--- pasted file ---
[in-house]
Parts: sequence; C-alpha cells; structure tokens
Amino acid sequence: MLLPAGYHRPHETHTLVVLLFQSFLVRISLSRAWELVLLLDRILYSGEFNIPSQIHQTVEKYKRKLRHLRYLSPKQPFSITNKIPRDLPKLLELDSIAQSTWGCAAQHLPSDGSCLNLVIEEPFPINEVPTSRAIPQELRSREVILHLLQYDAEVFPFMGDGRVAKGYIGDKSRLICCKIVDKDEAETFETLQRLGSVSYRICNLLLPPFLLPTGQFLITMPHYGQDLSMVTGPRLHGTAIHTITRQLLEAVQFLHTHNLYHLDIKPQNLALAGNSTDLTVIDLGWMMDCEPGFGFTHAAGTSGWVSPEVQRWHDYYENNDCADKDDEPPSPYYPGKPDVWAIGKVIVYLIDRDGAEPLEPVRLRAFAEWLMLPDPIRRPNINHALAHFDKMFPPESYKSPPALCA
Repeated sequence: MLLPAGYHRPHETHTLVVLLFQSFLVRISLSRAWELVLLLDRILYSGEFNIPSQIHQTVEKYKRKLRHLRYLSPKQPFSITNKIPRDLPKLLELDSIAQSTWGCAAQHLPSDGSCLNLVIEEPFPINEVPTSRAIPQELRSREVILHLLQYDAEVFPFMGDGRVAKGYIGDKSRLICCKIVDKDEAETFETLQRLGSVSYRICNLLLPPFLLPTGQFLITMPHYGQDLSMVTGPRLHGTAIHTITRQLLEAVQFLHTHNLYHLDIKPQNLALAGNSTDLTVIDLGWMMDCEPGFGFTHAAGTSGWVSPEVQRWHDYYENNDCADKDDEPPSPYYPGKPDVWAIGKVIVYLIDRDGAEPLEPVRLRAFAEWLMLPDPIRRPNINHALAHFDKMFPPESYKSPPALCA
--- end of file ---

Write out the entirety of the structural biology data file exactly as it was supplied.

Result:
[in-house]
Parts: sequence; C-alpha cells; structure tokens
Amino acid sequence: MLLPAGYHRPHETHTLVVLLFQSFLVRISLSRAWELVLLLDRILYSGEFNIPSQIHQTVEKYKRKLRHLRYLSPKQPFSITNKIPRDLPKLLELDSIAQSTWGCAAQHLPSDGSCLNLVIEEPFPINEVPTSRAIPQELRSREVILHLLQYDAEVFPFMGDGRVAKGYIGDKSRLICCKIVDKDEAETFETLQRLGSVSYRICNLLLPPFLLPTGQFLITMPHYGQDLSMVTGPRLHGTAIHTITRQLLEAVQFLHTHNLYHLDIKPQNLALAGNSTDLTVIDLGWMMDCEPGFGFTHAAGTSGWVSPEVQRWHDYYENNDCADKDDEPPSPYYPGKPDVWAIGKVIVYLIDRDGAEPLEPVRLRAFAEWLMLPDPIRRPNINHALAHFDKMFPPESYKSPPALCA
Repeated sequence: MLLPAGYHRPHETHTLVVLLFQSFLVRISLSRAWELVLLLDRILYSGEFNIPSQIHQTVEKYKRKLRHLRYLSPKQPFSITNKIPRDLPKLLELDSIAQSTWGCAAQHLPSDGSCLNLVIEEPFPINEVPTSRAIPQELRSREVILHLLQYDAEVFPFMGDGRVAKGYIGDKSRLICCKIVDKDEAETFETLQRLGSVSYRICNLLLPPFLLPTGQFLITMPHYGQDLSMVTGPRLHGTAIHTITRQLLEAVQFLHTHNLYHLDIKPQNLALAGNSTDLTVIDLGWMMDCEPGFGFTHAAGTSGWVSPEVQRWHDYYENNDCADKDDEPPSPYYPGKPDVWAIGKVIVYLIDRDGAEPLEPVRLRAFAEWLMLPDPIRRPNINHALAHFDKMFPPESYKSPPALCA